Posture Pal inventors legal battles may not be over. Posture Pal inventor, Mr. Geisert, also sent a Cease and Desist warning to Posture Pro posture analysis developer, Dr. Joseph Ventura regarding Geisert's patent, the Posture Pal cushion regarding patent infringement.
Dr. Ventura was receiving royalties from Geisert's company, Posture Pal, for offering his endorsement, a scientific study, and marketing of the cushion to his clients.
After Posture Pal CEO Bernard Brown closed the companies and didn't tell any shareholders, he began selling the cushions without any company representation, essentially selling the cushion for his own personal gain.
Geisert re-assigned the patent to his own personal name as he was 51% owner of the company and sent Dr. Ventura warnings about his marketing and receiving payments for sold Posture Pal cushions which infringed upon his patent. Dr. Ventura responded that his loyalties were with who was paying him, Bernard Brown.
Geisert then gave Dr. Ventura 3 choices; 1. Become a neutral party, take down the Posture Pal information off his website and not support Bernard Brown or Chris Geisert while collecting royalties from both parties, 2. Support Bernard Brown and keep marketing from him and not receive any royalties from Geisert, or 3. Support FHP Products and receive royalties from Geisert. Dr. Ventura chose to support Bernard Brown, leaving Geisert to fend for himself.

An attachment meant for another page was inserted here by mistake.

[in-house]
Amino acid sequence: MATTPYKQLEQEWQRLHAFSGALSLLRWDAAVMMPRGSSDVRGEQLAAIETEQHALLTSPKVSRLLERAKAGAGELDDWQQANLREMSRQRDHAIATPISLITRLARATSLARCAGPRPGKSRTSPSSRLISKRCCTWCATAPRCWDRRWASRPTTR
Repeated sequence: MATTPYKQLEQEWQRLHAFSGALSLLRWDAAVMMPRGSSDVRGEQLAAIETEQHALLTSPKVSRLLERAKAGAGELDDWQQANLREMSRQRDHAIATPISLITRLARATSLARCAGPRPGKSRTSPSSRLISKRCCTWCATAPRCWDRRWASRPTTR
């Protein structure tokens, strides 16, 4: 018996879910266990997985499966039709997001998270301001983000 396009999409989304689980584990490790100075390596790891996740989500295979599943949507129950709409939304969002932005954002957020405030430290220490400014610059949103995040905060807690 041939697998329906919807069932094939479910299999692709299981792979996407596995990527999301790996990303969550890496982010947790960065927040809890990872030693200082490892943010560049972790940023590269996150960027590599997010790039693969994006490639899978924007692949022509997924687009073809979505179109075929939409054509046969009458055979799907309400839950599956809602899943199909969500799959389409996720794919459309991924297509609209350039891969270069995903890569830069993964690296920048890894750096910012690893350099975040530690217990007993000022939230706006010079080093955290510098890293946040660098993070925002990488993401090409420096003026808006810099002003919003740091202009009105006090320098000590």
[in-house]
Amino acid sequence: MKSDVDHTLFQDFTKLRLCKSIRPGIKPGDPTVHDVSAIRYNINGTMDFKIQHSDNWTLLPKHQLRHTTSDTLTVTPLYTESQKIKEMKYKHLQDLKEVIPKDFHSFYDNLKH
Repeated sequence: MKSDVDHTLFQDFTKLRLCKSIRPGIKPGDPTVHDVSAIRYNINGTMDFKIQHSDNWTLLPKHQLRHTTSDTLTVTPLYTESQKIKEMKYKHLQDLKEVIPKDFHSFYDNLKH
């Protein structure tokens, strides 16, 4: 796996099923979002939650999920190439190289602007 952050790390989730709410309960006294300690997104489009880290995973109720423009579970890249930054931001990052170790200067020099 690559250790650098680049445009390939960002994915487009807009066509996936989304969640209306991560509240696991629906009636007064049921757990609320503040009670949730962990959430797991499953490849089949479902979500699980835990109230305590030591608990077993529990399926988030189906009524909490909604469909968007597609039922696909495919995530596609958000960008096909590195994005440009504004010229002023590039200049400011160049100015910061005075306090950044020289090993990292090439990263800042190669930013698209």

After Bernard Brown stopped paying royalties to Dr. Ventura, Dr. Ventura decided to change teams and help Mr. Geisert and demanded royalties for cushions sold while he was not helping Geisert. Geisert offered to start paying Dr. Ventura royalties after he stopped supporting Bernard Brown but
Dr. Ventura feels entitled to royalties when Geisert was not using Dr. Ventura's marketing or endorsement and was infringing upon Geisert's patent.
As the two parties cannot resolve their differences, the legal issues facing a possible court case regarding Dr. Ventura and Geisert revolve around if the Posture Pal royalty contract makes the old royalty contract between Geisert and Ventura obsolete; if Dr. Ventura was infringing upon Geisert's patent, breaking the royalty contract; if Geisert is breaking the contract with Dr. Ventura; if Ventura refused to help Geisert he was not fulfilling his end of the contract making no royalties due to him.
As you can see, the legal questions are very difficult to answer and hard to settle.